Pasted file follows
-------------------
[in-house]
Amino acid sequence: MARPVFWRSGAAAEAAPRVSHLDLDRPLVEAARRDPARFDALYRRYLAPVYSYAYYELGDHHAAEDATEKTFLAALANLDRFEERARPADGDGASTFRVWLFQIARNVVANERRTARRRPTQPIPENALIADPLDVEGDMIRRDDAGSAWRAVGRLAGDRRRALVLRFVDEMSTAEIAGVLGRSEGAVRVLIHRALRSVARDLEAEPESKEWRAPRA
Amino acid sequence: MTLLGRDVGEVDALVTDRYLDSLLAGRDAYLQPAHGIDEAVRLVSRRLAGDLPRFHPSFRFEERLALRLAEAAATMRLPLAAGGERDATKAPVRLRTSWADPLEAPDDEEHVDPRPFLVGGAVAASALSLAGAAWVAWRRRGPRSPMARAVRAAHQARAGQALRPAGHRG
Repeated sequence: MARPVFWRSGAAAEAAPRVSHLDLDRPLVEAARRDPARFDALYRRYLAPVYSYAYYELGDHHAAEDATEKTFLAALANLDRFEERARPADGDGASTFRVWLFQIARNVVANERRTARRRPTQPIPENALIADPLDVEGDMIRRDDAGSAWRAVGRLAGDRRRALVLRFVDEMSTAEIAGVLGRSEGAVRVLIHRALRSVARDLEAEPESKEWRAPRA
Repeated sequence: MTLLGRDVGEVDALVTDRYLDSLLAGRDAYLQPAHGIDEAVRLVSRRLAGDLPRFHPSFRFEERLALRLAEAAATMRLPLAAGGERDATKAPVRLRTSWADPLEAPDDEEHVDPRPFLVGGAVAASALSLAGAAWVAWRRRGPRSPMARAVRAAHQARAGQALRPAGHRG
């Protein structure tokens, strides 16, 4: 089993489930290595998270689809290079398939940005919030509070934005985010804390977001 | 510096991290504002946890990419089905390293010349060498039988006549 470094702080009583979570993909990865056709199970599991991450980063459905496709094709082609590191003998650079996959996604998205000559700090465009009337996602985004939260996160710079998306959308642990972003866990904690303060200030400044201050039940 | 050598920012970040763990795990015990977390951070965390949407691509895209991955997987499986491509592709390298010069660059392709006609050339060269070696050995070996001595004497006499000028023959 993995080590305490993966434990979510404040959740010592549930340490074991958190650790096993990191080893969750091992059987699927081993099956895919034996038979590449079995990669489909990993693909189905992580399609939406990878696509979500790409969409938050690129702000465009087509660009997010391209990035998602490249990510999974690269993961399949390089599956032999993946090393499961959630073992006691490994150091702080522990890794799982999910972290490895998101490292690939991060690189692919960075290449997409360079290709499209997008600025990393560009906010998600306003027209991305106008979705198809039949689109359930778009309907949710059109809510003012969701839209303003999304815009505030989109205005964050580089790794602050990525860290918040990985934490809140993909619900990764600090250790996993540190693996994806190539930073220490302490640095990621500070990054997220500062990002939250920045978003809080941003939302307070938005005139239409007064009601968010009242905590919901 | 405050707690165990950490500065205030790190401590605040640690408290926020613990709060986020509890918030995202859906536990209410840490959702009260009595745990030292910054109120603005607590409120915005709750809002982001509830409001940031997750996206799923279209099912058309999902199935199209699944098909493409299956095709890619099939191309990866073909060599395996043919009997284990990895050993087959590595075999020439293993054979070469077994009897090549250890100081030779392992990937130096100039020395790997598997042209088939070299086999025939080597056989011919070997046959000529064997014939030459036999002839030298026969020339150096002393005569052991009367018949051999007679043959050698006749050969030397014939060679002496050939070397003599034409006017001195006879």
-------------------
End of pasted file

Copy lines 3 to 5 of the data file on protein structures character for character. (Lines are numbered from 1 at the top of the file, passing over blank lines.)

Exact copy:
Amino acid sequence: MTLLGRDVGEVDALVTDRYLDSLLAGRDAYLQPAHGIDEAVRLVSRRLAGDLPRFHPSFRFEERLALRLAEAAATMRLPLAAGGERDATKAPVRLRTSWADPLEAPDDEEHVDPRPFLVGGAVAASALSLAGAAWVAWRRRGPRSPMARAVRAAHQARAGQALRPAGHRG
Repeated sequence: MARPVFWRSGAAAEAAPRVSHLDLDRPLVEAARRDPARFDALYRRYLAPVYSYAYYELGDHHAAEDATEKTFLAALANLDRFEERARPADGDGASTFRVWLFQIARNVVANERRTARRRPTQPIPENALIADPLDVEGDMIRRDDAGSAWRAVGRLAGDRRRALVLRFVDEMSTAEIAGVLGRSEGAVRVLIHRALRSVARDLEAEPESKEWRAPRA
Repeated sequence: MTLLGRDVGEVDALVTDRYLDSLLAGRDAYLQPAHGIDEAVRLVSRRLAGDLPRFHPSFRFEERLALRLAEAAATMRLPLAAGGERDATKAPVRLRTSWADPLEAPDDEEHVDPRPFLVGGAVAASALSLAGAAWVAWRRRGPRSPMARAVRAAHQARAGQALRPAGHRG